Millions of people die every year from fibrosis, a build-up of scar tissue in the liver, heart, and other organs. Scars are key to healing, but sometimes “the scar becomes a problem instead of the solution,” says Scott Friedman, a liver disease specialist at the Icahn School of Medicine at Mount Sinai.
Now, by blending technologies behind cancer immunotherapy and COVID-19 vaccines, scientists have eased fibrotic scarring in the hearts of mice. Like all animal work, the research has a way to go before reaching humans. But experts are excited by the approach because it tackles a major medical need in a way that appears promising for widespread use. “We’re bereft of therapies” for fibrosis, says Friedman, who was not involved with the work. “This is a totally new angle.”
A chance encounter in an elevator a few years ago helped spark the new strategy. Jonathan Epstein, a cardiologist and chief scientific officer at the University of Pennsylvania’s Perelman School of Medicine, ran into oncologist Carl June, who, more than 10 years ago, had pioneered a personalized immune cancer treatment. That approach uses engineered T cells, the sentries of the immune system, to selectively target and destroy cancer cells. Called CAR-T cell therapy, it has become a powerful blood cancer treatment.
In 2019, Epstein and his colleagues described success in applying the approach to fibrosis, with the goal of targeting connective tissue cells called fibroblasts that lay down excess scar tissue in the heart. Just as cancer experts had been doing in people, they removed blood from mice, isolated the T cells, and engineered them to target a subset of hyperactive fibroblast cells with a specific molecule on their surface, called fibroblast activated protein (FAP). In rodents with cardiac fibrosis induced by high blood pressure, the reinfused T cells restored the function of the organ to near normal, they reported that year in Nature.
Epstein knew, however, that this was only the beginning. In cancer treatment, CAR-T therapy is personalized for every patient and crafted outside the body—making it laborious, expensive, and limited to major medical centers. The modified cells can also linger in the body for years—a boon to keeping cancer at bay, but not ideal for fibroblasts, which the body often needs and which it’s not a good idea to target long-term.
So Epstein’s team weaved in another technology that would modify T cells inside the body. That technology is the same one used by many COVID-19 vaccines: lipid nanoparticles that carry a modified messenger RNA (mRNA). In Epstein’s design, the mRNA contains the blueprint for T cells to target FAP. The team also added a molecule to the outside of the nanoparticles that sticks to a receptor on the surface of T cells.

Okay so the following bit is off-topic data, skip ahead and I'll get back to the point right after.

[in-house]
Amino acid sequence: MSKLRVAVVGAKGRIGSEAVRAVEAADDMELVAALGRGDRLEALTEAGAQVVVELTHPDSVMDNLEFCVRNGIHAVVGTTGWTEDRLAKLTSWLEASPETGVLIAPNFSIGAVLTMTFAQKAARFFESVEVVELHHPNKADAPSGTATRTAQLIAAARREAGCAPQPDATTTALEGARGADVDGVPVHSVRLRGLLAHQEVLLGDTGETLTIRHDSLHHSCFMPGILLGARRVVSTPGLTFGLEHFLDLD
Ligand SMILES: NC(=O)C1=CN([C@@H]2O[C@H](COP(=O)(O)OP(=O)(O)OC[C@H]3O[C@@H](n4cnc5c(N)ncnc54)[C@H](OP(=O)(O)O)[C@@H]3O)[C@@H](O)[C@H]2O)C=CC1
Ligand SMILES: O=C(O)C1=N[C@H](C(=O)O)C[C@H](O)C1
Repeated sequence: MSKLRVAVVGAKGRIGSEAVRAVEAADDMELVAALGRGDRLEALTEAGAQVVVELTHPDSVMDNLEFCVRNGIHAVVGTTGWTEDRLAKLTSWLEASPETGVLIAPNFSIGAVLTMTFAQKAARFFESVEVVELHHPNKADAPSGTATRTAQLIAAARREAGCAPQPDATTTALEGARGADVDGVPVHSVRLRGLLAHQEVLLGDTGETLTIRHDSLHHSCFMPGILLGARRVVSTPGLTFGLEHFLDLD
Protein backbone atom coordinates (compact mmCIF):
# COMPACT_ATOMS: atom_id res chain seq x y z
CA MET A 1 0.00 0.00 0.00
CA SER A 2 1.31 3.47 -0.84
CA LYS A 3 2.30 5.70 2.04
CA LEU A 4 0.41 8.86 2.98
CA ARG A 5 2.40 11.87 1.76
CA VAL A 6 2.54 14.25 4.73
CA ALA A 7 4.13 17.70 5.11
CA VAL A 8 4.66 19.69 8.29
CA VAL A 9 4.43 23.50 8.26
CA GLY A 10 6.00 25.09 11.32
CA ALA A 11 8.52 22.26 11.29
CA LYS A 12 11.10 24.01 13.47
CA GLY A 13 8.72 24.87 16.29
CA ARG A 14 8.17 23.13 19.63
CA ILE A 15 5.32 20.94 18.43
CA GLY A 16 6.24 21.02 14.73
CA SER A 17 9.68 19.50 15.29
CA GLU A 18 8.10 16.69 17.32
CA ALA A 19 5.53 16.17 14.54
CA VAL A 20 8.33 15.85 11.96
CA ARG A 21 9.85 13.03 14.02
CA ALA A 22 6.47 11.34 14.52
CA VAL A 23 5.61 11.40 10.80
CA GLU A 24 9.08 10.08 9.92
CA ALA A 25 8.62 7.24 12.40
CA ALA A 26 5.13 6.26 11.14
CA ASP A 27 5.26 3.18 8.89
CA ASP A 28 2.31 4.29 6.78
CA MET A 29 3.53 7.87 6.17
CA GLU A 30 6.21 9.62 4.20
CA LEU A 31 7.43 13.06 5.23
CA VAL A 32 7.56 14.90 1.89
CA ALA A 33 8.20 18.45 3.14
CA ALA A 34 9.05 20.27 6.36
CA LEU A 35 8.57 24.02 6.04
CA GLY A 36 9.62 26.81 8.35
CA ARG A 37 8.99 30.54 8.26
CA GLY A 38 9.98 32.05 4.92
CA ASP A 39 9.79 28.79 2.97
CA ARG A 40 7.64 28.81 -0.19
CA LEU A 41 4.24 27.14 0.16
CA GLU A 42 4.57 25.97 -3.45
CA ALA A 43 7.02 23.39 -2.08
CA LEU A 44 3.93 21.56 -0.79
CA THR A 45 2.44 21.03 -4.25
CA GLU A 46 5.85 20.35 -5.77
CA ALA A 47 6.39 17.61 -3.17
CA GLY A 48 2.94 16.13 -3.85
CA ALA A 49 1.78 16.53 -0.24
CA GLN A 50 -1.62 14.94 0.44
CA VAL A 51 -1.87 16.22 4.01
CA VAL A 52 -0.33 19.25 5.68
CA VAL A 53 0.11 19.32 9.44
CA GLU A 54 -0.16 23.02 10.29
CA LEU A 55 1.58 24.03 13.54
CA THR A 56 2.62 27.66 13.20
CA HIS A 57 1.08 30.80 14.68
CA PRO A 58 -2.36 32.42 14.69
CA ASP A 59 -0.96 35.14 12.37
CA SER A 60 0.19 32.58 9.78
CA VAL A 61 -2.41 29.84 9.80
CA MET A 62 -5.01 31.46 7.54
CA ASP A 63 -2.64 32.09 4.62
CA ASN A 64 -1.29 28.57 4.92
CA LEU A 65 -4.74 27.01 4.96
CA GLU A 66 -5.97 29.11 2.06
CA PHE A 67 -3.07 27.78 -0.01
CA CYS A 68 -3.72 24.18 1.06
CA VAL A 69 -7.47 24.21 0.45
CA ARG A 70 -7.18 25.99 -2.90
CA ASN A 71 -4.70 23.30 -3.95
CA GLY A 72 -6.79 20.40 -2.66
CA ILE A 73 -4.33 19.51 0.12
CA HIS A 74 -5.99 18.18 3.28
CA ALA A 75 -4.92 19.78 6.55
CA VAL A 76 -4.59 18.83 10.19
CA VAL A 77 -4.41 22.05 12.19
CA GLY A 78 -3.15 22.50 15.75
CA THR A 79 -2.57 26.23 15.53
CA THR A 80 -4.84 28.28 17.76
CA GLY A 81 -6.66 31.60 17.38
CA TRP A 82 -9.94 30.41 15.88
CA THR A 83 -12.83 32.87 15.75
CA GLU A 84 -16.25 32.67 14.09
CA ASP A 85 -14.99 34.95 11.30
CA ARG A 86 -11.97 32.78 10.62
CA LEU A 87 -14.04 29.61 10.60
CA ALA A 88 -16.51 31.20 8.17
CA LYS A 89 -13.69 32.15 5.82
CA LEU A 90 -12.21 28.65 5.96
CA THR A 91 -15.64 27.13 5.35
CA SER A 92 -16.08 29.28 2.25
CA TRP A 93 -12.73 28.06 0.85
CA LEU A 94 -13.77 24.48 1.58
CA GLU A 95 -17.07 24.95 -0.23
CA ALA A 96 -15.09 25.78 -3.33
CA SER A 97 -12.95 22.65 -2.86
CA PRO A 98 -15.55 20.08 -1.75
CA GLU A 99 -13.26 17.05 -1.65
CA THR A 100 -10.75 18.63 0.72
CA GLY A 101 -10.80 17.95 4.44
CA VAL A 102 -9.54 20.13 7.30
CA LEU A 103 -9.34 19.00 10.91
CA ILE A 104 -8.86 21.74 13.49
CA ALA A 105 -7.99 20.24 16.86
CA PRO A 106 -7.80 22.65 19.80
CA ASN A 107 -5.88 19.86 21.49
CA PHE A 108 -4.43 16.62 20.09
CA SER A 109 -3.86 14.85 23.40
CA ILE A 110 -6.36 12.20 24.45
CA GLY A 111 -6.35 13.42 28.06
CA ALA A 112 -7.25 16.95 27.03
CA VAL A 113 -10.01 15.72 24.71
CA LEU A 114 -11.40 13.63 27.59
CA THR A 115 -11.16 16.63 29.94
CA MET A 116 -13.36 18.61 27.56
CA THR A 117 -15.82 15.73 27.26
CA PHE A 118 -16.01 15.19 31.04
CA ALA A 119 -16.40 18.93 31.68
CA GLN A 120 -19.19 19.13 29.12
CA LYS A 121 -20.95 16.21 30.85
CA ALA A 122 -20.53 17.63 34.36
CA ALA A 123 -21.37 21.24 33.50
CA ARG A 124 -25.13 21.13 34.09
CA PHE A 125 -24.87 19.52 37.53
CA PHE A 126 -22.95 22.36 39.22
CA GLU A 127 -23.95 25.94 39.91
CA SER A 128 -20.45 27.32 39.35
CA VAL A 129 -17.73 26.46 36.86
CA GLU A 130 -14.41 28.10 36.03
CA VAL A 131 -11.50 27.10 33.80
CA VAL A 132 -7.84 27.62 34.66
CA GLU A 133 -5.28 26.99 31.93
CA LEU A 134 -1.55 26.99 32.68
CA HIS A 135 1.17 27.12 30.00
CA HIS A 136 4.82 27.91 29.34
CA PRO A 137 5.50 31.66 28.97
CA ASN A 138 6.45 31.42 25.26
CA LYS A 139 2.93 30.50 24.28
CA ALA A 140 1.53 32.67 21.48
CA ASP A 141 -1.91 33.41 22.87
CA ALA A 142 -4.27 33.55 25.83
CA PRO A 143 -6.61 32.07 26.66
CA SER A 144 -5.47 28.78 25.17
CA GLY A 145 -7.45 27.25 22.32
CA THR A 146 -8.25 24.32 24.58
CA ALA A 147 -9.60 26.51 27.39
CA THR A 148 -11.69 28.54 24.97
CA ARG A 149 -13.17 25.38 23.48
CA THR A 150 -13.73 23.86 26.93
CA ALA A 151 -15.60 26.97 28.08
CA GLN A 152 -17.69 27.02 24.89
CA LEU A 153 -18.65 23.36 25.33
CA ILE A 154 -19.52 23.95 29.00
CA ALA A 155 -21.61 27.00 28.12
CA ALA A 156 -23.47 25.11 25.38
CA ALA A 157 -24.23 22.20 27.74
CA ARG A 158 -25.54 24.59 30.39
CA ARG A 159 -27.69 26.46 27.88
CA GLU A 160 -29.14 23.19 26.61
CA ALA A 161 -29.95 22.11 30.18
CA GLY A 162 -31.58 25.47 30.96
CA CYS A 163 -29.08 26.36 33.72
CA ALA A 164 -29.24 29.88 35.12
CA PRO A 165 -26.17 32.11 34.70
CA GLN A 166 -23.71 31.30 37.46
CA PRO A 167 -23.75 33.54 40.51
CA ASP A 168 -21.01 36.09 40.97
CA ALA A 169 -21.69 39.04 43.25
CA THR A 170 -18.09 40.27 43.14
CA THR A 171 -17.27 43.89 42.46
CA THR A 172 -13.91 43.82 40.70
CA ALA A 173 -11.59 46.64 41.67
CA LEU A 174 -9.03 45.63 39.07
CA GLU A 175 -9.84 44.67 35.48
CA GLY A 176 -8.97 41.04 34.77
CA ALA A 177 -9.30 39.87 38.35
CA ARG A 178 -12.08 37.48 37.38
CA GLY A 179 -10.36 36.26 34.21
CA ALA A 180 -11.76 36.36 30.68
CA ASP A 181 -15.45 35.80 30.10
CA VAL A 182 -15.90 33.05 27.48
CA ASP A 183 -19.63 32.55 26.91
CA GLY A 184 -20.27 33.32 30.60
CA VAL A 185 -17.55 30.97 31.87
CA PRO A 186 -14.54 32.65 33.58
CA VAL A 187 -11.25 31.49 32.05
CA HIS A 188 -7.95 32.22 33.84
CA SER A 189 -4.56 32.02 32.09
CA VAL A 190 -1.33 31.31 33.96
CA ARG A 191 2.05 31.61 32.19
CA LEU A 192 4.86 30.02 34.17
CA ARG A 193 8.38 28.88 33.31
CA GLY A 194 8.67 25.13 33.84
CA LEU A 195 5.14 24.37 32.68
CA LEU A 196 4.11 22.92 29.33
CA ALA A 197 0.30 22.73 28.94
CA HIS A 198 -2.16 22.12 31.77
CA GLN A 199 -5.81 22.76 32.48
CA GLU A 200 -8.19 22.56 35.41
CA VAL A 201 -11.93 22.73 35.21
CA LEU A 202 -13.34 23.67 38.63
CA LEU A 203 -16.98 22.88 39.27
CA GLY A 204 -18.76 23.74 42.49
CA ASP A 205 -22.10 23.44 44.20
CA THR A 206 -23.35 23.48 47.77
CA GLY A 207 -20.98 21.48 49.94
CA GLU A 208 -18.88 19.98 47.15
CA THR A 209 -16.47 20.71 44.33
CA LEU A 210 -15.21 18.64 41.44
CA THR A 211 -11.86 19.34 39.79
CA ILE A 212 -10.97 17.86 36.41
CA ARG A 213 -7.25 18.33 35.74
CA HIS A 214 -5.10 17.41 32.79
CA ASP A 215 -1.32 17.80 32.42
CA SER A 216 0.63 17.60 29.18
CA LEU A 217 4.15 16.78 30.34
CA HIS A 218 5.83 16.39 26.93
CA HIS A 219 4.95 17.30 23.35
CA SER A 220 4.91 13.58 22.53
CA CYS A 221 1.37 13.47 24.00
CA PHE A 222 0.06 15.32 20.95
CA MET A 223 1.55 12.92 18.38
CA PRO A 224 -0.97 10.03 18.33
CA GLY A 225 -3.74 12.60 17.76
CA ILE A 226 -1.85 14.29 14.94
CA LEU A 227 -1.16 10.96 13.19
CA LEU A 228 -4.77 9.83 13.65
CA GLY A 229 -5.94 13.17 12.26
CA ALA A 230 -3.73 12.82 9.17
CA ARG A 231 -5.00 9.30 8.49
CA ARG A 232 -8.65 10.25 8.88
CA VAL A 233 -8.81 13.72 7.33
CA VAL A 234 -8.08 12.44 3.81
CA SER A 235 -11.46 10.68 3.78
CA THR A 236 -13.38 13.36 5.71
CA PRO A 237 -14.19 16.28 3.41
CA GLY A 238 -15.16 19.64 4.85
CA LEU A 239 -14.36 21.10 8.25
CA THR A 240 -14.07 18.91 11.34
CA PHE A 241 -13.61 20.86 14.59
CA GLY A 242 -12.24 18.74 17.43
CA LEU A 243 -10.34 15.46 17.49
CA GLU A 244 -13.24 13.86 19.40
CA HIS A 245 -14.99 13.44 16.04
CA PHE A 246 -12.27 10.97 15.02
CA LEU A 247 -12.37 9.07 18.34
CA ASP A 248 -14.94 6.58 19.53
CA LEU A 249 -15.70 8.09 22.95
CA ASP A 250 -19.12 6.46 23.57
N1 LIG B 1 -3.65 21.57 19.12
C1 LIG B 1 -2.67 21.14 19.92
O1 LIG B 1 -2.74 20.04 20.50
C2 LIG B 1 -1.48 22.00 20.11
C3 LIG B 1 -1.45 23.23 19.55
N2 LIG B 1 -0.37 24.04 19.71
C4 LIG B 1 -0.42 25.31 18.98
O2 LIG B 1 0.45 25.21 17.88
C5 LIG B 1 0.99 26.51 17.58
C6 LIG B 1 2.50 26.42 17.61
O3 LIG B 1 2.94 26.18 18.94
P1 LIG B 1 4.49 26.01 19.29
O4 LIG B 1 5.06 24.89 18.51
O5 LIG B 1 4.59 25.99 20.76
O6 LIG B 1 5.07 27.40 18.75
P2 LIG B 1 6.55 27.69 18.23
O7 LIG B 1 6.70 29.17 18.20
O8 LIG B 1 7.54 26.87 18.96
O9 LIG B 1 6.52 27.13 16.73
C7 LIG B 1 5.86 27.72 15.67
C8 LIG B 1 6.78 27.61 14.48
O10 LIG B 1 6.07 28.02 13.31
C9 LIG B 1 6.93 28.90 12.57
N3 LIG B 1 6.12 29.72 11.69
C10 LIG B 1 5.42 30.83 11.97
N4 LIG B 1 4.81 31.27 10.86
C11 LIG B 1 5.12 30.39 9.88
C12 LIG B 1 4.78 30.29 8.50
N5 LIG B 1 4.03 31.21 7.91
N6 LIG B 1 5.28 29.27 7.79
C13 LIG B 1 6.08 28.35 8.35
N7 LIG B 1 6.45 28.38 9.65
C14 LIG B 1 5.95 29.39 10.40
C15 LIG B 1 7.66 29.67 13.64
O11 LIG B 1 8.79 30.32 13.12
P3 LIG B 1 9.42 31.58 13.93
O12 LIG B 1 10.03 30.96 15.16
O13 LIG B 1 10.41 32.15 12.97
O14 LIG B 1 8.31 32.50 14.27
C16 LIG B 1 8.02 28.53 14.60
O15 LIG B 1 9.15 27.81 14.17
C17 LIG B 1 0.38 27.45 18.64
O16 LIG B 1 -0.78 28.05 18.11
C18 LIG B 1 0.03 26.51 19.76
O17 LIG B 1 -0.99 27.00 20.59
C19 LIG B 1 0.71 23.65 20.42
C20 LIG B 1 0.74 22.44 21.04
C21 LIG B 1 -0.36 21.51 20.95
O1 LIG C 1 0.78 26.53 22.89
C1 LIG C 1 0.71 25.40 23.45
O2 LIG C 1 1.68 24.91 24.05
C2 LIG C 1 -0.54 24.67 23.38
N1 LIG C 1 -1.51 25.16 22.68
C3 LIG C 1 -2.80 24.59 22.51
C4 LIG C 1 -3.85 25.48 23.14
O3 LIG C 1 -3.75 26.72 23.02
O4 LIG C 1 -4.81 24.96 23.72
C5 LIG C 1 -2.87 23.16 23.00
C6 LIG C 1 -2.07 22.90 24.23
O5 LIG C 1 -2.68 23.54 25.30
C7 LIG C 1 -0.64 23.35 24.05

When the nanoparticles are injected, T cells should take them up. Just like T cells engineered outside the body in traditional CAR-T therapy, they use the mRNA instructions to become primed to target and kill the fibroblast cells displaying FAP. But unlike the traditional version of CAR-T therapy, here the T cells are only “engineered” temporarily; once the mRNA degrades—in a matter of days—the cells revert to normal.
With graduate student Joel Rurik, Epstein tested the strategy in the same mouse model of high blood pressure used earlier. Before any treatment, the mice were left alone for 1 week to begin developing fibrosis in their heart. Then, they received a single injection of either mRNA-containing nanoparticles or saline as a placebo.
Two weeks later—a time when the hearts of sick animals would look markedly different than healthy ones—the scientists examined the organs. The hearts of the treated mice were not completely normal, but they were markedly improved, with a pumping capacity that nearly matched control mice. On average, scar tissue made up 2.5% of the heart ventricles in treated rodents, compared with roughly 1% for normal animals and 4% in ailing ones, the team reports today in Science.
“This is terrific because of the ingenuity of the strategy,” says Guillermo Torre-Amione, a cardiologist and immunologist, and president of the Tecnológico de Monterrey Health System in Mexico. “It’s a cell that goes and targets the activated fibroblasts, [and] it kills the fibroblasts selectively.”
A key question for humans is safety. “In the mice studied so far, there seem to be no side effects,” says Nadia Rosenthal, a molecular geneticist and scientific director at the Jackson Laboratory. mRNA’s short life span and its inability to incorporate into a cell’s DNA make her hopeful.
“It’s the transient nature … that is so critical to the safety part of this story,” Rosenthal says. “Any disease that involves fibrosis could conceivably benefit from this approach.”